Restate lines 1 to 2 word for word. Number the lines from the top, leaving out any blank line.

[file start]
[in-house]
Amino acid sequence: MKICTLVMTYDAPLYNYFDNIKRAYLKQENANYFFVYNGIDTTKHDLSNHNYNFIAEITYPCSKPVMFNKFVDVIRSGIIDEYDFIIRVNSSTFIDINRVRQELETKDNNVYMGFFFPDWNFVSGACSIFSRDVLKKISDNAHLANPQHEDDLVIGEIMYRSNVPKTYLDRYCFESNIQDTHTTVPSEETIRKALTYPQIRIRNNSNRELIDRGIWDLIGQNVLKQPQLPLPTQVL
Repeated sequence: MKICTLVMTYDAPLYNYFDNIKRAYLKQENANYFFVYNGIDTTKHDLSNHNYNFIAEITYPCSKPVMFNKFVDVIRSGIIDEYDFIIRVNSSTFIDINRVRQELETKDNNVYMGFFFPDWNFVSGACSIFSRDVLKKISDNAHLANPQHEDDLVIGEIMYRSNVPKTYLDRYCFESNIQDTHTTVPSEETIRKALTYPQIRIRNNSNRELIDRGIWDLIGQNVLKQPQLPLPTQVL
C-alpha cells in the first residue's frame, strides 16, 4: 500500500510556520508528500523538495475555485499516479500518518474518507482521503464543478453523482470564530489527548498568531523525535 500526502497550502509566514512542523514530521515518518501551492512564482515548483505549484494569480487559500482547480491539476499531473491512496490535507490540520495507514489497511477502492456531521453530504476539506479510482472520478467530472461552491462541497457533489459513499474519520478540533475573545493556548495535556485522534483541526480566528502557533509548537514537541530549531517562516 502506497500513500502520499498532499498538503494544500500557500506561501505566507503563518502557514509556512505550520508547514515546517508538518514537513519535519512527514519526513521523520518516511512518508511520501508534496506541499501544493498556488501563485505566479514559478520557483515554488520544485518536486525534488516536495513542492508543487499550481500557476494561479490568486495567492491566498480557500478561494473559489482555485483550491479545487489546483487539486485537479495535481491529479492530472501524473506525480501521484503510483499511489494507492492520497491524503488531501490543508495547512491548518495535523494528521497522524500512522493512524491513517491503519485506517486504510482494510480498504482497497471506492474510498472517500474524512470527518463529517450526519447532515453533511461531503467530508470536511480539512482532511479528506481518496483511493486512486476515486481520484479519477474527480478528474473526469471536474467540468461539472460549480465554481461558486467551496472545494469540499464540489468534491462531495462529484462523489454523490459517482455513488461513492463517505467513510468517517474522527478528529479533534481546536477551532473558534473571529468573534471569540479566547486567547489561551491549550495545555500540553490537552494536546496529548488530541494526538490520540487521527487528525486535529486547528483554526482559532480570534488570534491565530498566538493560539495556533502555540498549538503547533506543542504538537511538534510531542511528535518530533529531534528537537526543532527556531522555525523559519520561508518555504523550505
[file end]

[in-house]
Amino acid sequence: MKICTLVMTYDAPLYNYFDNIKRAYLKQENANYFFVYNGIDTTKHDLSNHNYNFIAEITYPCSKPVMFNKFVDVIRSGIIDEYDFIIRVNSSTFIDINRVRQELETKDNNVYMGFFFPDWNFVSGACSIFSRDVLKKISDNAHLANPQHEDDLVIGEIMYRSNVPKTYLDRYCFESNIQDTHTTVPSEETIRKALTYPQIRIRNNSNRELIDRGIWDLIGQNVLKQPQLPLPTQVL